Engel v. Vitale

Engel v. Vitale

Litigants=Engel v. Vitale
ArgueDate=April 3
DecideDate=June 25
FullName=Steven I. Engel, "et al." v. William J. Vitale, Jr., "et al."
Citation=82 S. Ct. 1261; 8 L. Ed. 2d 601; 1962 U.S. LEXIS 847; 20 Ohio Op. 2d 328; 86 A.L.R.2d 1285
Prior=191 N.Y.S.2d 453 (Sup. Ct. 1959), "aff'd", 206 N.Y.S.2d 183 (App. Div. 1960), "aff'd", 176 N.E.2d 579 (N.Y. 1961)
Subsequent=186 N.E.2d 124 (N.Y. 1962)
Holding=Government-directed prayer in public schools, even if it is denominationally neutral and non-mandatory, violates the Establishment Clause of the First Amendment.
JoinMajority=Warren, Douglas, Clark, Harlan, Brennan
NotParticipating=Frankfurter and White
LawsApplied=U.S. Const. amend. I

"Engel v. Vitale", 370 U.S. 421 (1962), was a landmark United States Supreme Court case that determined that it is unconstitutional for state officials to compose an official school prayer and require its recitation in public schools.

Background of the case

The case was brought by the parents of public school students in New Hyde Park, New York who complained the prayer to "Almighty God" contradicted their religious beliefs. They were supported by groups opposed to the school prayer including rabbinical organizations, Ethical Culture, and Judaic organizations. The prayer in question was::Almighty God, we acknowledge our dependence upon Thee, and we beg Thy blessings upon us, our parents, our teachers and our country. Amen.

The plaintiffs argued that opening the school day with such a prayer (even if students are not required to recite it) violates the Establishment Clause of the First Amendment to the United States Constitution (as applied to the states through the Fourteenth), which says, "Congress shall make no law respecting an establishment of religion." The governments of twenty-two states [The "amicus curiae" was joined by the attorneys general of Arizona, Arkansas, Connecticut, Florida, Georgia, Idaho, Indiana, Kansas, Louisiana, Maryland, Mississippi, Nevada, New Hampshire, New Jersey, New Mexico, North Dakota, Pennsylvania, Rhode Island, South Carolina, South Dakota, Texas, and West Virginia.] signed on to an "amicus curiae" brief urging affirmance of the New York Court of Appeals decision that upheld the constitutionality of the prayer. The American Ethical Union, the American Jewish Committee, and the Synagogue Council of America each submitted briefs urging the Court to instead reverse and rule that the prayer was unconstitutional.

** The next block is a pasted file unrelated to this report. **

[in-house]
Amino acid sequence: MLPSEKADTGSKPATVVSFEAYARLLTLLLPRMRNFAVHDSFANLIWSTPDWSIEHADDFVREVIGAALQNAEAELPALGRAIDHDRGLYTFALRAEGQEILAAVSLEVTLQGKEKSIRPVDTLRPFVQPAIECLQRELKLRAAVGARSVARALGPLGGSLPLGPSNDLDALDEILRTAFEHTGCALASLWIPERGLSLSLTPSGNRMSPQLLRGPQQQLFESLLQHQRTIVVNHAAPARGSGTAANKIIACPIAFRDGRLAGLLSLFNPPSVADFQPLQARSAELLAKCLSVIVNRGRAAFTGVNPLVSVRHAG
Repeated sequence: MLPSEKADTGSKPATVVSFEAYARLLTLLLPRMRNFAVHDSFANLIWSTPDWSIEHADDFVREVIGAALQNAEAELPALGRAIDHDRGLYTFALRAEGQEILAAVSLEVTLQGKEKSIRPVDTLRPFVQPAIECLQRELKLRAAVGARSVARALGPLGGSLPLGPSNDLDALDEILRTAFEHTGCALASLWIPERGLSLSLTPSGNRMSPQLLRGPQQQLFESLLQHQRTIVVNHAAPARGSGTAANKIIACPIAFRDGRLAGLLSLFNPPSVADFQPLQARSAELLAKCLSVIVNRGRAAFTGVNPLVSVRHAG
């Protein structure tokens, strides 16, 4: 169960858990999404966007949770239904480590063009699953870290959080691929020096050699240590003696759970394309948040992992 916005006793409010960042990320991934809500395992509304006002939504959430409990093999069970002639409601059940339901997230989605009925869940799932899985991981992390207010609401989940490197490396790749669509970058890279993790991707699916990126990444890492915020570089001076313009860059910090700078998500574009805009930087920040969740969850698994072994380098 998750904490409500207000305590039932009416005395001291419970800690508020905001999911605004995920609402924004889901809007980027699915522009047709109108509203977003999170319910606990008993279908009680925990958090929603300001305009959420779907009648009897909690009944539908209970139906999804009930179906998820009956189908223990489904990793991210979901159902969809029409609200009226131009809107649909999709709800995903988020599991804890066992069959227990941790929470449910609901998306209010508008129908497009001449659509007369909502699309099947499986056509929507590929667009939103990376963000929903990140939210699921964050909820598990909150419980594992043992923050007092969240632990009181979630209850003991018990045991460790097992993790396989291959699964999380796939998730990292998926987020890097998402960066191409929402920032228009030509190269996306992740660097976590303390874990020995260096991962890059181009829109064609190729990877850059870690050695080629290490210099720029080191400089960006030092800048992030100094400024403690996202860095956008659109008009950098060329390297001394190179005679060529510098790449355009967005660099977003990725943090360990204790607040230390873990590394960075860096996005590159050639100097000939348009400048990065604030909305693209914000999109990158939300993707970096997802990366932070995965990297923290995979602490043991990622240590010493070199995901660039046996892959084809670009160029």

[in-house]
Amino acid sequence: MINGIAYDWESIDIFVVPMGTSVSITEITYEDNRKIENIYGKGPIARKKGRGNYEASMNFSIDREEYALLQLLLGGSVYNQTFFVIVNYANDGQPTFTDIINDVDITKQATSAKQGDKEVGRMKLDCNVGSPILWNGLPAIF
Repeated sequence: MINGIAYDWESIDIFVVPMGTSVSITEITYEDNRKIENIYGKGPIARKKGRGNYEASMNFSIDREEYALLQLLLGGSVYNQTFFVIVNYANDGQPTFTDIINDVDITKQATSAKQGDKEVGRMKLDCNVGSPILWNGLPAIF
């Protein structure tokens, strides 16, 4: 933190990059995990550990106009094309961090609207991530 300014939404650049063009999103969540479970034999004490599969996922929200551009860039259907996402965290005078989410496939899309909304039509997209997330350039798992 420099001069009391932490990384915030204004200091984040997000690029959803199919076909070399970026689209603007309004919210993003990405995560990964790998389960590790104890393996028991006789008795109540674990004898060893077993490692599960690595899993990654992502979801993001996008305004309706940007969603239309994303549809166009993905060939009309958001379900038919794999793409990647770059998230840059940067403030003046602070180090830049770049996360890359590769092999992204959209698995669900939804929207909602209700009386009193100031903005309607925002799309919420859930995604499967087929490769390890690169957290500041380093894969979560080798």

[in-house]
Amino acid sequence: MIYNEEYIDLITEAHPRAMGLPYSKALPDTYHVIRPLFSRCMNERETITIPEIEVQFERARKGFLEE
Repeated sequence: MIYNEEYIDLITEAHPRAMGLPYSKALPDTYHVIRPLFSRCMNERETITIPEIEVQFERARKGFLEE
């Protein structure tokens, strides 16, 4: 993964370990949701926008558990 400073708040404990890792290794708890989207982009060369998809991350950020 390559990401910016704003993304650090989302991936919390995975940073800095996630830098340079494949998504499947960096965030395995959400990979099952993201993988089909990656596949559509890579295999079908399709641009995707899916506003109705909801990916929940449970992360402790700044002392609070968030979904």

The Court's decision

The court decided that government-directed prayer in public schools was an unconstitutional violation of the Establishment Clause. This was decided in a vote of 6-1, because before the decision could be announced, Justice Frankfurter suffered a cerebral stroke that forced him to retire, and Charles Whittaker resigned in March 1962.

Black's majority opinion

Justice Hugo Black argued the importance of separation between church and state by giving a lengthy history of the issue, beginning with the sixteenth century in England. He then claimed the prayer is a religious activity by the very nature of it being a prayer. The majority further ruled that prescribing such a religious activity for school children violates the Establishment Clause. The program, created by government officials to promote a religious belief, is therefore impermissible.

In response to the defendant's claims that: (a) people respect any specific established religion; and (b) the prayer is voluntary, Black's opinions held that neither of these claims frees it from contradicting the Establishment Clause. The opinion held that the fact that it "promote"s a religion is sufficient to conclude it is in violation, even if that promotion is not coercive. Furthermore, the opinion held that the fact that the prayer is vaguely worded enough not to promote any particular religion is not a sufficient defense, as it still promotes a family of religions (those that recognize "Almighty God"), which is also a violation of the Establishment Clause.

tewart's dissent